ISLAMABAD: The Federal Board of Revenue (FBR) has not traced any pilferage of Indian tea in Pakistan which is meant for transit to Afghanistan, sources said.
There has been a consistent import trend in terms of quantity as average quantity imported in a month during FY 2016-17 is around 41 MT/month, and for the first eight months (July-Feb) of FY 2017-18, the same is recorded as 40 MT/month; registering a marginal decrease, they said.
“All consignments of Indian origin tea imported for onward transit to Afghanistan have crossed into Afghanistan and duly acknowledged by Afghan customs online,” official sources at the Pakistan Customs told Customs Today.
The source said that valuation of imported tea for home consumption consignments was based on evidential prices determined by customs authorities in consultation with tea associations and market surveys.
“At present, black tea is being assessed in the range between $1.75/kg and $2.75/kg depending on quality and origin of import; and green tea is being valued in the range $between 1.2/kg and $1.5/kg. The incidence of duty/taxes per container carrying tea, on average, on the basis of these values may hover around Rs 1.5 to 3 million considering quantity, quality and origin of import,” the sources added.
The sources further added that the tea consignments destined for Afghanistan were also assessed for duty/ taxes against same values as stated above and leviable duty/taxes are secured through an insurance guarantee furnished by the Afghan importer. The customs authorities release the secured guarantee once the transit process is completed i.e. on confirmation from Afghan customs that goods are duly crossed over the border.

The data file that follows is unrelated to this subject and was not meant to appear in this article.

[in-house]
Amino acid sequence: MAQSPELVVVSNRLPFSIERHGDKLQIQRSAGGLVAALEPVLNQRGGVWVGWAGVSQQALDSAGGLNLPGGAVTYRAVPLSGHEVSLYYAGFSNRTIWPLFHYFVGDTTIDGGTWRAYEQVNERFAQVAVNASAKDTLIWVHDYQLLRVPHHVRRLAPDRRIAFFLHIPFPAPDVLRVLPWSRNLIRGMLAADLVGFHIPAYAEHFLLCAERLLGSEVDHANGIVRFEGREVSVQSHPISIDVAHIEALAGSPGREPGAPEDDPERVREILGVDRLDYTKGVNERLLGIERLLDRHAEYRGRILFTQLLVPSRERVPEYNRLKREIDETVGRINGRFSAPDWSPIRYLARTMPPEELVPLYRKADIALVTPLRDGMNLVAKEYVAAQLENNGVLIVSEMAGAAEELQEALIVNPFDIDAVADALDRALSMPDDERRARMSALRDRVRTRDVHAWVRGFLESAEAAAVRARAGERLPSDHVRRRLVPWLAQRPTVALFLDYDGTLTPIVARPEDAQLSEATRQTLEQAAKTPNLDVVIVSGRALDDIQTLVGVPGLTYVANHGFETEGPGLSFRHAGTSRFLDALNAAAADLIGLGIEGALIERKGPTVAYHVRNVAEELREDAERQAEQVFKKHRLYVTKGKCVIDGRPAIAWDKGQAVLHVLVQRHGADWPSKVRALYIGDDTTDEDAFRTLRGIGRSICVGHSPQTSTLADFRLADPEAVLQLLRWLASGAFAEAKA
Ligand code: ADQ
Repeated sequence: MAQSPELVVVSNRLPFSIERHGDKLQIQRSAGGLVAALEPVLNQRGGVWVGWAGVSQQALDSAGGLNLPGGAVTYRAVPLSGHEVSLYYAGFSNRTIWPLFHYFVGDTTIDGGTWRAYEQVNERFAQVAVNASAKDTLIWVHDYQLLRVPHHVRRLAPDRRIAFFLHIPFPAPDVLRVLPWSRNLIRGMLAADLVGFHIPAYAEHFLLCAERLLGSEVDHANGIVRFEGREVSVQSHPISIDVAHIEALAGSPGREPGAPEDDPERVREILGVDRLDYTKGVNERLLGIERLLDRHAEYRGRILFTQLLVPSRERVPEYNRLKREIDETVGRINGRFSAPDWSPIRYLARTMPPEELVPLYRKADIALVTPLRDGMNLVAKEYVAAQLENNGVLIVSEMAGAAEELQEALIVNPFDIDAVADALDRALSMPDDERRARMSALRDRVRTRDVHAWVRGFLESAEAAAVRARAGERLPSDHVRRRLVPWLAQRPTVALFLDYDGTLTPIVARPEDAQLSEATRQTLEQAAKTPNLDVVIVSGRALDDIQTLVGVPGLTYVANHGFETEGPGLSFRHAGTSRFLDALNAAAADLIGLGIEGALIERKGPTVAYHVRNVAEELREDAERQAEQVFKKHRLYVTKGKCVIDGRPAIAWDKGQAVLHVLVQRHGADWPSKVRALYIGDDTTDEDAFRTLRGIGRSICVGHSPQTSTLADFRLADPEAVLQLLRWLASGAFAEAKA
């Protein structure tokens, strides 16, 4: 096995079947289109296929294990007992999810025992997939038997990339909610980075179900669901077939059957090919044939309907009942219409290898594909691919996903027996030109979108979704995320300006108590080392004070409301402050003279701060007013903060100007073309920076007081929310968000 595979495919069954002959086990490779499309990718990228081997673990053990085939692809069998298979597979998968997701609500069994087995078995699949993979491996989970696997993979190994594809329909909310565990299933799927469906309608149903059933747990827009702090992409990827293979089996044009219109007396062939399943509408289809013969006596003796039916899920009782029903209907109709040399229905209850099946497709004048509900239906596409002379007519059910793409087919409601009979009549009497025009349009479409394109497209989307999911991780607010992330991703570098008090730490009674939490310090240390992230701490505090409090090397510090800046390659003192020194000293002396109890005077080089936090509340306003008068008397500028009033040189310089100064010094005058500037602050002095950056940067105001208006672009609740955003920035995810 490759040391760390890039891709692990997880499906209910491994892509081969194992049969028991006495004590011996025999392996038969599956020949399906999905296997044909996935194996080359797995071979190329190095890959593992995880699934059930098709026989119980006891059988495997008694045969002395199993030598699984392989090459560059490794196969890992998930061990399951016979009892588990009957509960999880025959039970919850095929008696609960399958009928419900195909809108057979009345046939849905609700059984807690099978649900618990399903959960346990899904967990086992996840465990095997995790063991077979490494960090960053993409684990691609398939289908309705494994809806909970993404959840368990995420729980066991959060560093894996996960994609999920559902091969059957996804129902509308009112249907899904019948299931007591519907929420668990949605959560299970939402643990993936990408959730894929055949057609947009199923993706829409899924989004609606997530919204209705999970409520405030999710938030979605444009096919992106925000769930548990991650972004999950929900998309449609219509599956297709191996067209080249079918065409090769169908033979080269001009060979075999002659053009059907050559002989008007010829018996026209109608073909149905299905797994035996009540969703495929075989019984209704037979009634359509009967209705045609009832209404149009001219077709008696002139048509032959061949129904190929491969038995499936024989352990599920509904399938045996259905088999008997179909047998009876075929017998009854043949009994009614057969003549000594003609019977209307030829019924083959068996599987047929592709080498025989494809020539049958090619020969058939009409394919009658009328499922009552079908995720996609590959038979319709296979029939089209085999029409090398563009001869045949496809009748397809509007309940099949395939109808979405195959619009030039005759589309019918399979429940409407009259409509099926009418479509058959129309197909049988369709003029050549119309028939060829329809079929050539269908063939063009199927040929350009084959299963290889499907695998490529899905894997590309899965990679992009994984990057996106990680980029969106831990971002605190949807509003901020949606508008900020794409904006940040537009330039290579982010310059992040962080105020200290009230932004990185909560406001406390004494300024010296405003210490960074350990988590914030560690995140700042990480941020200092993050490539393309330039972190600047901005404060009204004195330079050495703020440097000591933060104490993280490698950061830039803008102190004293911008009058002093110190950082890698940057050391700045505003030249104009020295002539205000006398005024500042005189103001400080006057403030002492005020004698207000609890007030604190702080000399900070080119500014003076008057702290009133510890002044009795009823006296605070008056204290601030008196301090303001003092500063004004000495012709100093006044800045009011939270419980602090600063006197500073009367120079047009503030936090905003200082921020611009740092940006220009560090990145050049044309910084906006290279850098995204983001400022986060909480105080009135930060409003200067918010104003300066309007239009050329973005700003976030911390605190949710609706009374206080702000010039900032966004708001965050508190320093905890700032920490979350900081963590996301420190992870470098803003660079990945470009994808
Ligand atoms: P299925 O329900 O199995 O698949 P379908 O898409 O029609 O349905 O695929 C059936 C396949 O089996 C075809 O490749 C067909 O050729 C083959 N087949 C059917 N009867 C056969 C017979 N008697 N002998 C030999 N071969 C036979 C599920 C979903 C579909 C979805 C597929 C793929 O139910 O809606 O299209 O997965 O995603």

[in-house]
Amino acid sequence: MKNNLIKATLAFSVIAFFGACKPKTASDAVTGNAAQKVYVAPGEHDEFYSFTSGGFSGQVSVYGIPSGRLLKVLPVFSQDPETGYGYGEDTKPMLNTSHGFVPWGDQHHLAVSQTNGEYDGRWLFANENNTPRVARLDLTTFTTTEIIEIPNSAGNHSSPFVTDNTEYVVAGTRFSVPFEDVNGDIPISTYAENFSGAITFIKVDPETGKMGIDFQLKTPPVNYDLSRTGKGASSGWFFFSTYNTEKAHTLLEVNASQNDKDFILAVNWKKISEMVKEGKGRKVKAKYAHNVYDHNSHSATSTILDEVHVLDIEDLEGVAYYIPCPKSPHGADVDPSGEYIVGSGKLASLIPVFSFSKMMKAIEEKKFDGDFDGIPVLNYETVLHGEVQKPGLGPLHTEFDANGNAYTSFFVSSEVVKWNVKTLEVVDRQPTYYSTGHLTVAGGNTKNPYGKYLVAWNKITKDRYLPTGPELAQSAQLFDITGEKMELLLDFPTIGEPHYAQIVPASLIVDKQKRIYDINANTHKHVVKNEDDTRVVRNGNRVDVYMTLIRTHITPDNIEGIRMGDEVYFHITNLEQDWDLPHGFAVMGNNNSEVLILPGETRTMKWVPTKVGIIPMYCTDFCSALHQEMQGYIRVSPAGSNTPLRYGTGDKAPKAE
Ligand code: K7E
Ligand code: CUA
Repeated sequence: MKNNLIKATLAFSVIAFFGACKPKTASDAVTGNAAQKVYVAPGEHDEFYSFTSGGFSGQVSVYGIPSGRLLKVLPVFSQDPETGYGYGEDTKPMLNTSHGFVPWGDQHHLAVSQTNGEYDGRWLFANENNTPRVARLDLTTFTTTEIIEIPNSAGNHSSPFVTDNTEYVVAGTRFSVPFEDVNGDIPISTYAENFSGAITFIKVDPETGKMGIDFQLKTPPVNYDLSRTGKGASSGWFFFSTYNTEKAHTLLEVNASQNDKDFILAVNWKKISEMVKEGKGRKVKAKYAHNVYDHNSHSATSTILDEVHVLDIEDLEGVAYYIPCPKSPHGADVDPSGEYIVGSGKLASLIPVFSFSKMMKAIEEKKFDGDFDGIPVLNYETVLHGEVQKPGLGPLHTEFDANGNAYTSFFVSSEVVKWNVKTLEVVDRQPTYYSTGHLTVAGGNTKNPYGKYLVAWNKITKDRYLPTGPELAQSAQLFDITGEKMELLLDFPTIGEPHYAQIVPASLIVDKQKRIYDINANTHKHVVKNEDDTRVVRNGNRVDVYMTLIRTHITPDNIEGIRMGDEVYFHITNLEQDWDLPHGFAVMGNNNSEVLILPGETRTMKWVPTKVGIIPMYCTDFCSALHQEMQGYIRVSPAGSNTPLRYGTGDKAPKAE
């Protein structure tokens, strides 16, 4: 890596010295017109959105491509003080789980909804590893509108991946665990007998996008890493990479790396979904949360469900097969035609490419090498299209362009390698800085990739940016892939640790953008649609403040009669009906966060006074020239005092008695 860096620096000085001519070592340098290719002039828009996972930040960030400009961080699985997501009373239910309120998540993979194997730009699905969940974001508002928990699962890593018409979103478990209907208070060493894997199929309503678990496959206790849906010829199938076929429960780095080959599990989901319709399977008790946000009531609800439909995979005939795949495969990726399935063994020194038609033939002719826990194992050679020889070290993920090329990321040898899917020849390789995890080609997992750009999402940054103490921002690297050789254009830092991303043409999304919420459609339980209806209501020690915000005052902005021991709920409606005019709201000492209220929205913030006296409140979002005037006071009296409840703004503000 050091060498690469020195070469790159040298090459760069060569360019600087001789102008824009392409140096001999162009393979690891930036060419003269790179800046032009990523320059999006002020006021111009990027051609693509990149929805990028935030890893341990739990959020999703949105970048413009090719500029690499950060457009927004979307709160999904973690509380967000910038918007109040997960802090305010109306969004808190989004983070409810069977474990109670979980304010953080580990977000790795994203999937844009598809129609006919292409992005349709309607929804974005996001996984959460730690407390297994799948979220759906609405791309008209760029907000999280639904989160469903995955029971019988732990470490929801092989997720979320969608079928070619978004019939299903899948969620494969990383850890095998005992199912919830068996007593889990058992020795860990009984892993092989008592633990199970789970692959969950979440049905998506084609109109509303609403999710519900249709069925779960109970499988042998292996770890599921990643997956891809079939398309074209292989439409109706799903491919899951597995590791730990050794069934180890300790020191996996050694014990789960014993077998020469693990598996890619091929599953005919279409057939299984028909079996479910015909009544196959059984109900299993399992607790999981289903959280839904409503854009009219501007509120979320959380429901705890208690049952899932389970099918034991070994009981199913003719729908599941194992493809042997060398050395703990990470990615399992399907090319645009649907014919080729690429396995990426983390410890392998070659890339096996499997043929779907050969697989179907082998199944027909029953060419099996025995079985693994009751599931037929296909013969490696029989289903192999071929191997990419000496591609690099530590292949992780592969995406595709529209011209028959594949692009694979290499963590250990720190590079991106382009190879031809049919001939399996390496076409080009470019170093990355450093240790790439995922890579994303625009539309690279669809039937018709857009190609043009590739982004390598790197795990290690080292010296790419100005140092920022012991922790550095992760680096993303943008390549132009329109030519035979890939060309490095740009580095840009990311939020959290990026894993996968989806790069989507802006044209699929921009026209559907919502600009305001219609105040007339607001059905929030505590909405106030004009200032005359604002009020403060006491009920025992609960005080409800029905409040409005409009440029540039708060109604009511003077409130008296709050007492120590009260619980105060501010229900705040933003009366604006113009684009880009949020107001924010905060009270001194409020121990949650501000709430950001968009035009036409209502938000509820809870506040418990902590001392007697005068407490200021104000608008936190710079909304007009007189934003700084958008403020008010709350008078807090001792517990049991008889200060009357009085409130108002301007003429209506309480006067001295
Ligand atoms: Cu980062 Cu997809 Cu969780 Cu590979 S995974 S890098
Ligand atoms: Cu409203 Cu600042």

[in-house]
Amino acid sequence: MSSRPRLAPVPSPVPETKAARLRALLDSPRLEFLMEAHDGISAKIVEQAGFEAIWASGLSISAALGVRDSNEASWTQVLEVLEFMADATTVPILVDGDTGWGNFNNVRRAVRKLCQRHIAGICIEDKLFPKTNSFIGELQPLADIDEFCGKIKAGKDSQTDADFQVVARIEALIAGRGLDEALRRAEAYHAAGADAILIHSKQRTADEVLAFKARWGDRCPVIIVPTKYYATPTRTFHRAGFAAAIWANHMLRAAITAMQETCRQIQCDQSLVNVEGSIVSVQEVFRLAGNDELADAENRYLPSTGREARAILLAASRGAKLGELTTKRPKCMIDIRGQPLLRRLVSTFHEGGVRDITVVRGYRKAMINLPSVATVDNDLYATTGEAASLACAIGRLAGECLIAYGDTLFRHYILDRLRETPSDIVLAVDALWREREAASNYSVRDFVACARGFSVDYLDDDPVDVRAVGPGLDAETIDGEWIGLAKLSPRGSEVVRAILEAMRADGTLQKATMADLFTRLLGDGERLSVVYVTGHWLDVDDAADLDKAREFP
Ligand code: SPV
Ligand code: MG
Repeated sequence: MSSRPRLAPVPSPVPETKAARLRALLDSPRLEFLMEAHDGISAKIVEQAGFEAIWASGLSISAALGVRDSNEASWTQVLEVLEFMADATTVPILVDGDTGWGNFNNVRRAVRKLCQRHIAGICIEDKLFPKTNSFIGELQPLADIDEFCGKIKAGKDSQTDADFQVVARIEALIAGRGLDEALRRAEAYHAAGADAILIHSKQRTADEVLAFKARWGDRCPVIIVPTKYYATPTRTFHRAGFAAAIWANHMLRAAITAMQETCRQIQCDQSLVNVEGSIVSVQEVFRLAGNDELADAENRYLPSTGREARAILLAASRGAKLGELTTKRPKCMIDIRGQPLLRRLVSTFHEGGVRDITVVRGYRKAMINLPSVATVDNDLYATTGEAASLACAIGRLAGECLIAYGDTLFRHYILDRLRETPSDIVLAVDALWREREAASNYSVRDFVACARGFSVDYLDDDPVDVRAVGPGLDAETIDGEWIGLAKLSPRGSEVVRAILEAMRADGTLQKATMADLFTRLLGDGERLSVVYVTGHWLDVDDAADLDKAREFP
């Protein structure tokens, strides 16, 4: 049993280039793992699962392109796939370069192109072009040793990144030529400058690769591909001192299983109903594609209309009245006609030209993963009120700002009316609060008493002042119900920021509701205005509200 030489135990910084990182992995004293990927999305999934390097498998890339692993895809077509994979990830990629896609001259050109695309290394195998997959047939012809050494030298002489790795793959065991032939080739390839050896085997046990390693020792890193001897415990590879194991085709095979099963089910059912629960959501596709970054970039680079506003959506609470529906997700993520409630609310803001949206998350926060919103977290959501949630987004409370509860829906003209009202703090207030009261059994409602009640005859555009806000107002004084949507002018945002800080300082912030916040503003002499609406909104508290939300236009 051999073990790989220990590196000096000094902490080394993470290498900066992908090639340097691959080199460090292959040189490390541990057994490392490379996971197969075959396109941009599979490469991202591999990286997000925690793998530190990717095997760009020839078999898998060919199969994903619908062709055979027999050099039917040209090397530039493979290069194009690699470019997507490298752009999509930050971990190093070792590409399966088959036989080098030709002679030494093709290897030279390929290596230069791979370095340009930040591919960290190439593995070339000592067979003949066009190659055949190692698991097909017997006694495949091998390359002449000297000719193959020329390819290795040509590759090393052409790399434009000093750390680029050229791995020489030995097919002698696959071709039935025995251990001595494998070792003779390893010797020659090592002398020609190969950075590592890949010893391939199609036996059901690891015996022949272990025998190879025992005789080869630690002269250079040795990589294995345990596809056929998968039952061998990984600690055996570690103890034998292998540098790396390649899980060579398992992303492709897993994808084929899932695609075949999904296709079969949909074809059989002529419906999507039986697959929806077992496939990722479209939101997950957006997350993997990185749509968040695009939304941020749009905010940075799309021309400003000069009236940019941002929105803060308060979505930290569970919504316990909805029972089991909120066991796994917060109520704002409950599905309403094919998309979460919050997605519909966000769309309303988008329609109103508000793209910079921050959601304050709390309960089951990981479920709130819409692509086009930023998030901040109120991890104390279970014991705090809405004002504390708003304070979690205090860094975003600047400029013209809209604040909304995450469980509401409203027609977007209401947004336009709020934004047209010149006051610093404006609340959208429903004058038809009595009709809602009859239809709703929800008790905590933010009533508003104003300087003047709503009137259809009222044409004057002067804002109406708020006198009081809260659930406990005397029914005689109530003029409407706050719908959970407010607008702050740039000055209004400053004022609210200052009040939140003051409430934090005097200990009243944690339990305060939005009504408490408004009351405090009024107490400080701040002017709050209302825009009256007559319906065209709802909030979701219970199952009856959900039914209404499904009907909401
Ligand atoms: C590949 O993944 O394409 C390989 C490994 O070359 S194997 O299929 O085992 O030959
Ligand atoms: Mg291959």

“The data analysis and measures in place preclude any pilferage/smuggling or short assessment of Indian origin tea imported for onward transit to Afghanistan. A robust mechanism is, however, in place for online monitoring of transit goods, including tea, to Afghanistan. Consignments carrying transit goods are being trekked and monitored en-route live using a trekking device mounted on every vehicle and container through a system based in Customs House Karachi,” the sources maintained.
Moreover, the sources said that customs authorities immediately detected and responded to any irregularity observed during inland transportation of transit goods. Therefore, chances of pilferage of transit goods en-route are almost nil. Moreover, a random selectivity criterion for Afghan goods is under consideration, for development, implementation and introduction of a robust and automated risk management system.